dispatch from 02139 (in which, alas, classes at veritas U have come to an end, and we begin to ponder just how deeply what we’ve learned will forever inform our going forward…)

enter wisdom detail

the words are simple, etched in limestone.

each letter, maybe three inches, top to bottom, but looming, soaring, some 12 feet up, for those who pause to crane their neck, or shift their eyeballs heavenward.

i nearly tripped the first time i spied them.

“enter to grow in wisdom.”

i swallowed, smiled. charmed that old harvard would deign to dollop this inscribed dose of aphorism into its citizens’ daily lives. how quaint, i thought, for such a stiff-collared institution.

but then i found myself traipsing out of my way to duck beneath the hallowed words, as if they’d waft down and dust me with magic powders.

(this curious — and intentional — ambulatory detour, of course, might be traced back to the ancient parts of me that were trained to believe, long long ago, that splashing one’s fingertips in the holy waters perched beside the door of any catholic church was sure to make your soul sparkle with good graces for the day. or until you next committed some venial sin — say, coveting your first-grade neighbor’s frilly toothpicks, and pocketing said pokers in the dark confines of your dungarees, whereupon you’d rediscover them once home and feign total loss as to how in the world they got there.)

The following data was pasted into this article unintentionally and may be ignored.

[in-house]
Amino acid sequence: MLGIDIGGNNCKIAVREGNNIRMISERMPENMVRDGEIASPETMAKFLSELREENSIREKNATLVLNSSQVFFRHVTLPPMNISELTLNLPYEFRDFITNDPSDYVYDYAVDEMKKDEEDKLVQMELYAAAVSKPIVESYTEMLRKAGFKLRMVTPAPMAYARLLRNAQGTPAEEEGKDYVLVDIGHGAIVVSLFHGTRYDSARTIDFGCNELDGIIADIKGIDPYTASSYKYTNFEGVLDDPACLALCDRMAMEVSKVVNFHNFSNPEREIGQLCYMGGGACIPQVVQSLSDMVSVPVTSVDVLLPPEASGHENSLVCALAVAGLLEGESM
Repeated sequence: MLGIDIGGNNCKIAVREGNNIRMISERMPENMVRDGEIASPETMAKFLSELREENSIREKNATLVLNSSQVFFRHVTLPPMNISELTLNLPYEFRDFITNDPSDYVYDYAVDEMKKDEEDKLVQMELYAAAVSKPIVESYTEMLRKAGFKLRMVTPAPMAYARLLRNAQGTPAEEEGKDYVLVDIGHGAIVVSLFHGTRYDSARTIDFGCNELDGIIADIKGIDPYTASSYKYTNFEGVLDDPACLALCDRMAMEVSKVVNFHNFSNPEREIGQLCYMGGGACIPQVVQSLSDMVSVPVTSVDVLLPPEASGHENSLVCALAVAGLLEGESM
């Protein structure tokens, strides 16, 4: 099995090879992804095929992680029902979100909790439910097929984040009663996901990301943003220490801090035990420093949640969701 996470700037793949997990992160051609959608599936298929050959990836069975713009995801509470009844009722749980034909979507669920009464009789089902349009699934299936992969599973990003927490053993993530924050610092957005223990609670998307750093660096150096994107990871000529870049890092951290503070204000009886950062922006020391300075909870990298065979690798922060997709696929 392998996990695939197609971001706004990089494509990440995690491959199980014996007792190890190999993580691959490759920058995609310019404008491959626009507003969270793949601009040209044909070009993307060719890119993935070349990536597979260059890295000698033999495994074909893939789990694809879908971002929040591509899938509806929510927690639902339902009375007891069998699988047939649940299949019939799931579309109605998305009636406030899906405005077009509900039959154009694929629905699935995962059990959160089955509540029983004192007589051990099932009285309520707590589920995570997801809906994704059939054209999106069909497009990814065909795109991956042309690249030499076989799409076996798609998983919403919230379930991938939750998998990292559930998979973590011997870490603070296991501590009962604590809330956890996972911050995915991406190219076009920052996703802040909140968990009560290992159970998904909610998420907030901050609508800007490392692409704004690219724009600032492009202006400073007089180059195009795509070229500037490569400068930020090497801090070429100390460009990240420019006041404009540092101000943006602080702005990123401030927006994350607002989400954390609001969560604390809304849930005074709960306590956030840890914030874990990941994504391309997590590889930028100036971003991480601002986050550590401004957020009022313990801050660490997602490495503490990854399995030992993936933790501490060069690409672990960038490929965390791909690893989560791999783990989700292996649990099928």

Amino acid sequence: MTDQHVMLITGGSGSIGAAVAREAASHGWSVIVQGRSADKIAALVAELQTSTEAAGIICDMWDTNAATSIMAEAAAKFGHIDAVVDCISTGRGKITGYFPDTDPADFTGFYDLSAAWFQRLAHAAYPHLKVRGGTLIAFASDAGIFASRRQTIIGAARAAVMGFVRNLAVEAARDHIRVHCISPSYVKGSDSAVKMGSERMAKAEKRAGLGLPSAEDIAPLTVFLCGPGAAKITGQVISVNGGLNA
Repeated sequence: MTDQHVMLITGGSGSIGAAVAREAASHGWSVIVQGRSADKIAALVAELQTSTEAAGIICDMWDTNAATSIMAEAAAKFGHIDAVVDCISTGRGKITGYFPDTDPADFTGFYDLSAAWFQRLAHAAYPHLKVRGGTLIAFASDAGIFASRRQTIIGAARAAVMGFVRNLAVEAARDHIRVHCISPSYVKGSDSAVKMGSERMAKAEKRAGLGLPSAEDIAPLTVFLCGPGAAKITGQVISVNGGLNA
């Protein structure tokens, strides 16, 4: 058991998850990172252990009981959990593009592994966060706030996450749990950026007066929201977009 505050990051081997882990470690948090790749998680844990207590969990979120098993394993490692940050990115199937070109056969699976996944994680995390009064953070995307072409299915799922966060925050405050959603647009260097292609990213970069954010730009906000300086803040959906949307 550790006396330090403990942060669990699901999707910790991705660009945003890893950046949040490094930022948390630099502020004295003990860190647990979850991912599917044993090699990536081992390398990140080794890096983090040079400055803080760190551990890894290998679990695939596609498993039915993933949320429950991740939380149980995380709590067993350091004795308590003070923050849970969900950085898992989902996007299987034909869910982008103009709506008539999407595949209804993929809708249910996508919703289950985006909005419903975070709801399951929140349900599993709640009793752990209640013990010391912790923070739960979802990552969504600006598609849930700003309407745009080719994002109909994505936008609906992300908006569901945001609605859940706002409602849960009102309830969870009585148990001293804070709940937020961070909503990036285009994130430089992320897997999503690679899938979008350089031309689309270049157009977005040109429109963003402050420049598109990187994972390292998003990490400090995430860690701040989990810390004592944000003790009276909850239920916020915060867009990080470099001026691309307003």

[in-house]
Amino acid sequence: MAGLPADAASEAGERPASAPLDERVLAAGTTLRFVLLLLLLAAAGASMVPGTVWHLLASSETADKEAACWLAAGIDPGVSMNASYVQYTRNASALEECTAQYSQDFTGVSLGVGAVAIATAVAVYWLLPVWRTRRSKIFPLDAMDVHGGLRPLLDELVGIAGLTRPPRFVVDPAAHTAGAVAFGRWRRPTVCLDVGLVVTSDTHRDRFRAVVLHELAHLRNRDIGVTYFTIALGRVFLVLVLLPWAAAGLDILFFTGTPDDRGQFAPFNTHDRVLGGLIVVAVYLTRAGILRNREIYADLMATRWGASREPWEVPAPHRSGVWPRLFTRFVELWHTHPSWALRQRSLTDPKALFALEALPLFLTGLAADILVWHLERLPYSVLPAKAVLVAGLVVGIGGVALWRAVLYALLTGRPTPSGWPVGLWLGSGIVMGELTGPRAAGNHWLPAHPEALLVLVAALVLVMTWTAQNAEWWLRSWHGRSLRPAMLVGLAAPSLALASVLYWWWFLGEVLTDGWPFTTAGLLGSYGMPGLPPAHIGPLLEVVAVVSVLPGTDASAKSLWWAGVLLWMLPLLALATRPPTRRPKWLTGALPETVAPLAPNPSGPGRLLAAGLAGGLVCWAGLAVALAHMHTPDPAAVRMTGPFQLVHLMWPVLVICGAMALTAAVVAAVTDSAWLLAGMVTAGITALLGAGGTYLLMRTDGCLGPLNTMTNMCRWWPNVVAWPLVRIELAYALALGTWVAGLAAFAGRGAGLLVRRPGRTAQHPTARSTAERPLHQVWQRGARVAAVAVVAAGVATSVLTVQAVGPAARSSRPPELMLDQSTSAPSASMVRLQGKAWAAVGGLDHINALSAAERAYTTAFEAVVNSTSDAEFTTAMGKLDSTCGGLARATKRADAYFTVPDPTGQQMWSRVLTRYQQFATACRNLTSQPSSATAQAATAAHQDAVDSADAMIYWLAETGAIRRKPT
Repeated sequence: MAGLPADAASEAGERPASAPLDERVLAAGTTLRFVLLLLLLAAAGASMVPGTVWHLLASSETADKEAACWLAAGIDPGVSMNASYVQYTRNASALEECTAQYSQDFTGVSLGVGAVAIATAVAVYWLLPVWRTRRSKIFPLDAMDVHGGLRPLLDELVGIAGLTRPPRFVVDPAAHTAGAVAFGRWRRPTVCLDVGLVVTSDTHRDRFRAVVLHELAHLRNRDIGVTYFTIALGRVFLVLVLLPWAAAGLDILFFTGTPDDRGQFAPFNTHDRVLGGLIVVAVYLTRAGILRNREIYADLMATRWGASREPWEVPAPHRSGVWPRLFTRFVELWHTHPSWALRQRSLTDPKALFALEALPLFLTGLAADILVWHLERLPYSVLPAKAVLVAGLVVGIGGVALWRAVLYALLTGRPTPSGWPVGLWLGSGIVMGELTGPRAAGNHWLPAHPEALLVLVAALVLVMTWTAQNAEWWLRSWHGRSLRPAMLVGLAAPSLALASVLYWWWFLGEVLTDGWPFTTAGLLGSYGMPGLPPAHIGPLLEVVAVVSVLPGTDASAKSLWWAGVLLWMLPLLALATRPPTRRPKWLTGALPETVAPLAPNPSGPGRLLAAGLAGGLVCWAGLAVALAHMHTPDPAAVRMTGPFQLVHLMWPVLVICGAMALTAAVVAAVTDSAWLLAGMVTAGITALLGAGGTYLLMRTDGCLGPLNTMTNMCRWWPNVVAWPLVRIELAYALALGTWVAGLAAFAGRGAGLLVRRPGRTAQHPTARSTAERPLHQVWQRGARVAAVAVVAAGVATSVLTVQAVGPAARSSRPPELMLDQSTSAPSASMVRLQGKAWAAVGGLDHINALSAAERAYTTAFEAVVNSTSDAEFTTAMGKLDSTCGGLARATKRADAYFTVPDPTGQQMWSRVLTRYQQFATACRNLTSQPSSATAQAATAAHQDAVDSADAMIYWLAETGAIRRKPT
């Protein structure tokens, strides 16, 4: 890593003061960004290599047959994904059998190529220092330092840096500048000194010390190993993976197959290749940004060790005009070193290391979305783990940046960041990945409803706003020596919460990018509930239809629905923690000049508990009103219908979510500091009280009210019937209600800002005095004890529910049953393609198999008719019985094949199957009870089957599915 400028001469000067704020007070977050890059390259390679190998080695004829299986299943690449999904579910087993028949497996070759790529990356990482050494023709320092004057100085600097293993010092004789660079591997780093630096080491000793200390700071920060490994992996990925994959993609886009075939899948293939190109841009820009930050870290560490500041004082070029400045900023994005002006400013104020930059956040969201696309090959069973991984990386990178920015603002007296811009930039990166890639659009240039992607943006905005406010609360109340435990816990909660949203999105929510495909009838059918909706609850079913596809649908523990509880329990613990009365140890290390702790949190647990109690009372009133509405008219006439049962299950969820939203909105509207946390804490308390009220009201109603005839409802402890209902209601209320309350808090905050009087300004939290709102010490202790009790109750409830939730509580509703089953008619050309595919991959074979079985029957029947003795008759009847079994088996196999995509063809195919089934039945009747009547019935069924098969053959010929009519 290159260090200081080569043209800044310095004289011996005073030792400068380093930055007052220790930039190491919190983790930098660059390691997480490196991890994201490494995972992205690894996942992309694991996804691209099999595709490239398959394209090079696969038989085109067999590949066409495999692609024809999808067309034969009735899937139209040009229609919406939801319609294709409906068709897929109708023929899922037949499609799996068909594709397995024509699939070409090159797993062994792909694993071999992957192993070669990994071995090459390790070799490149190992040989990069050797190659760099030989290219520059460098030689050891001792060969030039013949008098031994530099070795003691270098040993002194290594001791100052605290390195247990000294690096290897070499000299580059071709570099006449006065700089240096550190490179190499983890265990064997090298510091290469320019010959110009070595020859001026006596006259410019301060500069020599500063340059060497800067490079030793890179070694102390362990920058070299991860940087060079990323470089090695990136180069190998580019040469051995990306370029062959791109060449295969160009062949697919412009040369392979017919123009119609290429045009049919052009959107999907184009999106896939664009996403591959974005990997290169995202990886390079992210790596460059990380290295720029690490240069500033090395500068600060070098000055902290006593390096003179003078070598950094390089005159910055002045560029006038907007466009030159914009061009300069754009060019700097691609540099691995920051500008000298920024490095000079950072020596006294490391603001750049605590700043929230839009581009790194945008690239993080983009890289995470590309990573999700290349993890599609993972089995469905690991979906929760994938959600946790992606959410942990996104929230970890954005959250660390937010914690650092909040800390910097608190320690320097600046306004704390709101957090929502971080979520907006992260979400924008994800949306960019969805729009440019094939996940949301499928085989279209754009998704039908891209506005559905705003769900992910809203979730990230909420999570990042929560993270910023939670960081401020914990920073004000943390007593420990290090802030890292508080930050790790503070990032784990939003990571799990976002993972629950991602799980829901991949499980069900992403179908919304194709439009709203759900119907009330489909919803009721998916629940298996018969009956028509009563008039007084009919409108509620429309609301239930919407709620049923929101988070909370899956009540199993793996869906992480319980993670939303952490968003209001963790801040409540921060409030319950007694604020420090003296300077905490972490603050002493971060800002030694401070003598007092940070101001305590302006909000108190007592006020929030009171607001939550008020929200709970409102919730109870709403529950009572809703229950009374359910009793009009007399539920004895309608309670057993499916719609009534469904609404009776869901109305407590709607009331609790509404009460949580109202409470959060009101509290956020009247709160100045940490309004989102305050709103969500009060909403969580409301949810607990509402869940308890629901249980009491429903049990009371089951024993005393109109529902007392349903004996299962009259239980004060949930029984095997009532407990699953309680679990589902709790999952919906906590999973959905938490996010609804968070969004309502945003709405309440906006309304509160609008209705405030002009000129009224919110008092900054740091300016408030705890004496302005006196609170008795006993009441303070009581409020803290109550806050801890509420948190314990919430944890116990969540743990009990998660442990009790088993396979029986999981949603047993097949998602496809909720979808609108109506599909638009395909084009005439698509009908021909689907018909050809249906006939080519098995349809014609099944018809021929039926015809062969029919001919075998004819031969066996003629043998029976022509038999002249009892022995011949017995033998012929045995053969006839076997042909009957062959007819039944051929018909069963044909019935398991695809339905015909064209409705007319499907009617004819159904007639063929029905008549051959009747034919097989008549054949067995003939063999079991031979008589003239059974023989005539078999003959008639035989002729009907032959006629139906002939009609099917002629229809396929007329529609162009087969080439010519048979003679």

“enter to grow in wisdom,” indeed.

the words span across the brick-and-limestone dexter gate, one of the 26 such thresholds that encircle harvard yard, defining the pastoral from the pedestrian, the hoi polloi from the highbrow.

built in 1901, designed by the architectural greats mckim, mead & white, the brick-striped pillars rise from the cobbled sidewalk as a monument from a bereft mother, josephine dexter, whose son, samuel, was president of harvard’s class of 1890, but who died in 1894, just two days after coming down with spinal meningitis.